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Dartmoor National Park – Devon

Meldon Reservoir

Some 400 people came together to reclaim and celebrate these lands, and ensure that this landscape is part of all our lives and stories.

Surrounded by steep-sided banks and approximately 900 feet above sea level, Meldon Reservoir, managed by South West Water, offers some of the most breathtaking scenery that Dartmoor has to offer.

The mix of rolling moorland with brutalist architecture gave a stunning backdrop to circus performers, dancers and singers. Our Dartmoor Lumenators wove through the network of off-road pathways, bridleways and old tracks across the valley, creating a magical moment in the middle of May.

An Audio Described version of this film will be available soon.

Event Notebook

Dartmoor - Meldon Reservoir Inside the dam

Meldon Reservoir and dam are functional and powerful, and we wanted to capture the importance and preciousness of the water underpinning these magnificent constructions. We worked with The Shouting Mute, Dave Young who put his thoughts on water together to form….

Rippling Waters
Reflecting visions of ourselves. Mists cloud our judgment to see the hidden truths.
Power to refresh us.
Drips and drops.
Source of all beginnings.
Splashes, the energy of life.
A key to many solutions.
Power to provide for us.
Power to calm us.
Power to entertain days out, clearing our winding minds.
Power to be at home.
Power to share life and link us as one. Power to blow us away.
Drips and drops.
The source of all beginnings.
Splashes, the energy of life.
A Key to many mysteries.
Quenching our thirst to see wild beauty flowing. Catching the light to make a rainbow, a spectrum of the colours of the universe.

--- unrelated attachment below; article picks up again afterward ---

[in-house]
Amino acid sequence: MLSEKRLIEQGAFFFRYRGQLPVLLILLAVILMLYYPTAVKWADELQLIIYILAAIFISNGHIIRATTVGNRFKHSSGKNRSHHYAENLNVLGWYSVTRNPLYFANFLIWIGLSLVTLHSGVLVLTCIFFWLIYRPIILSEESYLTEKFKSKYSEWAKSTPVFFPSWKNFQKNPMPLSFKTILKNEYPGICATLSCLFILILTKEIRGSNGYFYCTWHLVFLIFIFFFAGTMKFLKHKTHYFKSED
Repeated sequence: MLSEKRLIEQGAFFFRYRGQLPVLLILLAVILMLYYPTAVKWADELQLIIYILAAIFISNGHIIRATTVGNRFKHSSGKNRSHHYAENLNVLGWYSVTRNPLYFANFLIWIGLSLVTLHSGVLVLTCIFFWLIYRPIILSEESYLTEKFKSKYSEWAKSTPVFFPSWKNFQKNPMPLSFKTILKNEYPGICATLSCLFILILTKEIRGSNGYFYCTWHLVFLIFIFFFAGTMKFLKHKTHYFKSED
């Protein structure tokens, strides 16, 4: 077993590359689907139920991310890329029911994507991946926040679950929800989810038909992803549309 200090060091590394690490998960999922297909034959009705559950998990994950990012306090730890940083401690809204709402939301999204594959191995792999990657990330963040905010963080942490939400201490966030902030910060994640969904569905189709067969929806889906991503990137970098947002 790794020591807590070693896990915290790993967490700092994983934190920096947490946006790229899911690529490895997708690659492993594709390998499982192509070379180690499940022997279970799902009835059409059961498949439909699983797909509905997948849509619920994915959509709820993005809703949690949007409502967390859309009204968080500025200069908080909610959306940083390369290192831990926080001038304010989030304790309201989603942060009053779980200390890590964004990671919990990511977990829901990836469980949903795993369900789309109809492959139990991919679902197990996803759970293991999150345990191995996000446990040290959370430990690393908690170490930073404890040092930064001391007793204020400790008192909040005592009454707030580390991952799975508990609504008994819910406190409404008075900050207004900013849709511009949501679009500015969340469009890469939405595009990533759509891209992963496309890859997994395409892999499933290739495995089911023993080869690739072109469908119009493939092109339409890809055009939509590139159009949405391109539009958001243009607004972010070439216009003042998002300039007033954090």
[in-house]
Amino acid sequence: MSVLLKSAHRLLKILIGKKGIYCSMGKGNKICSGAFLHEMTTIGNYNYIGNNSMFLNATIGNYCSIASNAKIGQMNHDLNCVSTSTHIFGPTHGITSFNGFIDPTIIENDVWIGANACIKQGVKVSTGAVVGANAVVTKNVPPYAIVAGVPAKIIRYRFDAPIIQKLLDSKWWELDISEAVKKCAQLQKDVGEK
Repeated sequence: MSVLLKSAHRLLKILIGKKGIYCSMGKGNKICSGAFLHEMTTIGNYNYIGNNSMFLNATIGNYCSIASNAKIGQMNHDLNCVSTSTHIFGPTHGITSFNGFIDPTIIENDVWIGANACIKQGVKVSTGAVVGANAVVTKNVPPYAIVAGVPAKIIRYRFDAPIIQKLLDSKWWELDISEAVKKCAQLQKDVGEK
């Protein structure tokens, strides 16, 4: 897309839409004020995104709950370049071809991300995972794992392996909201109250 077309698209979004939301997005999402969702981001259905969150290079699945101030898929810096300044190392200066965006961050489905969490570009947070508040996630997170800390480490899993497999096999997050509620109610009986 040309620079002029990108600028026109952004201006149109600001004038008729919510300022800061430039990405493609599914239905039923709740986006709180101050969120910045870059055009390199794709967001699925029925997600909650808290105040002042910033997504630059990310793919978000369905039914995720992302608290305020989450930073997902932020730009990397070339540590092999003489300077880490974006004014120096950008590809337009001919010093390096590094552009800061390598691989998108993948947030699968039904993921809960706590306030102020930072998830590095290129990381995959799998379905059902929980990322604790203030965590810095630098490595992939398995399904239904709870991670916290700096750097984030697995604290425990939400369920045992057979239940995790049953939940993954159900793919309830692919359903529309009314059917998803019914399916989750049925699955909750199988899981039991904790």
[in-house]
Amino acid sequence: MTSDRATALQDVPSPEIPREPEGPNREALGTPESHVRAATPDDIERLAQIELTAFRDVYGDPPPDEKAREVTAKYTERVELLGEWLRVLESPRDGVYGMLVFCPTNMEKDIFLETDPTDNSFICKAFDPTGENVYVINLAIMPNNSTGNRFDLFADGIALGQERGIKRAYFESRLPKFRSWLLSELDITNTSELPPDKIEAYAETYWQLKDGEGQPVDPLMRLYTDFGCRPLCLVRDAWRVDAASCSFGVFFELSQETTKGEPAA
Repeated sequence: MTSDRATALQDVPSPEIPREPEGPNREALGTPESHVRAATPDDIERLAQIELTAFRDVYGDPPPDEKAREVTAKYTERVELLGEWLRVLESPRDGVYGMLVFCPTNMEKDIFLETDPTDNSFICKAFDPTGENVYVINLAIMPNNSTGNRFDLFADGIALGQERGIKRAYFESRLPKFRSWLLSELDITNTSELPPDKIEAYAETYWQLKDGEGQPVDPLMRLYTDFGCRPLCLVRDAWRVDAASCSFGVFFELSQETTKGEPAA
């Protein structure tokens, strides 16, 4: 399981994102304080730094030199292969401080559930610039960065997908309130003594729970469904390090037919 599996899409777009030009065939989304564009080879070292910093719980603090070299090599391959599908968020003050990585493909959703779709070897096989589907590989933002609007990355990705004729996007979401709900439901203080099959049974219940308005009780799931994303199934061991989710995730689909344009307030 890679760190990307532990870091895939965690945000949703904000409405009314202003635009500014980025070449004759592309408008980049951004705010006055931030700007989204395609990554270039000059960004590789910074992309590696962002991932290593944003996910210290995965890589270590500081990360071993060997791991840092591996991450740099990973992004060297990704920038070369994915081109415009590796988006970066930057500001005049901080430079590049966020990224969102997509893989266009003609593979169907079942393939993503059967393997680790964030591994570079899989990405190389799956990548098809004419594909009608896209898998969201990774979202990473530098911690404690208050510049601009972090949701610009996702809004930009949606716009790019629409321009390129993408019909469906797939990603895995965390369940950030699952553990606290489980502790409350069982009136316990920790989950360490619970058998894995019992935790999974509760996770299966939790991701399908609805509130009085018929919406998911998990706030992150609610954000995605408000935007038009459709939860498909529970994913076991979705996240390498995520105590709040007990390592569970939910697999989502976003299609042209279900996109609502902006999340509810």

Power to become the foundation of life, anywhere in space where life is.
Don’t look too deeply.
Drips and drops.
The source of beginnings.
Splashes, the energy of life.
A key to many mysteries.
You will find life in, near and around the power of water.

Dave Young, The Shouting Mute
The Power of Water
Dartmoor - Meldon Reservoir Attendees

The Source of All Beginnings

The poem formed the lyrics which were arranged by Colin Rea and set to music composed by Ally Bryan, a young composer from Plymouth.

You can download the score here

We began the day by erecting our beacon on the dam. On the top of a circus pole two aerial acrobats climbed high, twirling around and beaconing the water with a single light.  The next day, the lights grew as Lumenators travelled to our secret location via mystery buses.  All ages and abilities learned movement inspired by the power of water and guided by choreographer Natasha Player and assistant Jodie Cole.

Dartmoor - Meldon Reservoir Attendee

Memories were shared, stories were told and friendships made.  On day two choirs from all over the region, led by Colin Rea, raised their voices across the water. They were joined by dancers from London, Bournemouth and  Plymouth, who danced, krumped (that’s a form of street dance), glided and spun across the dam in the warm glow of the many lights now gathered.